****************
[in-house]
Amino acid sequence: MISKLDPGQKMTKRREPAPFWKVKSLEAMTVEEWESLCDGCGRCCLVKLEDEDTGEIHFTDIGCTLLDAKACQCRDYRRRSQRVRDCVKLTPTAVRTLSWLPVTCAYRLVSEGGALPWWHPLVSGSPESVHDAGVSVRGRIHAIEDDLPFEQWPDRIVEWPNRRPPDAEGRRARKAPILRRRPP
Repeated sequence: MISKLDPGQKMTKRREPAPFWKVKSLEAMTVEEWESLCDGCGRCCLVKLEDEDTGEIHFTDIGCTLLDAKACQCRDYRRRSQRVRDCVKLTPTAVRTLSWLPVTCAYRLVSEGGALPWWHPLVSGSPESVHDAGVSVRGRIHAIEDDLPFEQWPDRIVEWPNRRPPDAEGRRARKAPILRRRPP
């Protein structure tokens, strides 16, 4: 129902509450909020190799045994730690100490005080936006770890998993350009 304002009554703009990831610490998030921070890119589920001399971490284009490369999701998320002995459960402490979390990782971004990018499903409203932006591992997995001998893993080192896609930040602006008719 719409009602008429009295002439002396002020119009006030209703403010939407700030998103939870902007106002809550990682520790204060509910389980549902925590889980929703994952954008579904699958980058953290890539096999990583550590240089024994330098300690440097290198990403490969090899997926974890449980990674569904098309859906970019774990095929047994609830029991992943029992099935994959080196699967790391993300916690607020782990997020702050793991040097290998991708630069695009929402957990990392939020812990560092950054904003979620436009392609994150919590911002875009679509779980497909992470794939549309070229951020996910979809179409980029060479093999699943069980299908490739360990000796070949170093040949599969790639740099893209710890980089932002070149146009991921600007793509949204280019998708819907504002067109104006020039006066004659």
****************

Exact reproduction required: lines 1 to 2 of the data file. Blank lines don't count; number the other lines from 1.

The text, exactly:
[in-house]
Amino acid sequence: MISKLDPGQKMTKRREPAPFWKVKSLEAMTVEEWESLCDGCGRCCLVKLEDEDTGEIHFTDIGCTLLDAKACQCRDYRRRSQRVRDCVKLTPTAVRTLSWLPVTCAYRLVSEGGALPWWHPLVSGSPESVHDAGVSVRGRIHAIEDDLPFEQWPDRIVEWPNRRPPDAEGRRARKAPILRRRPP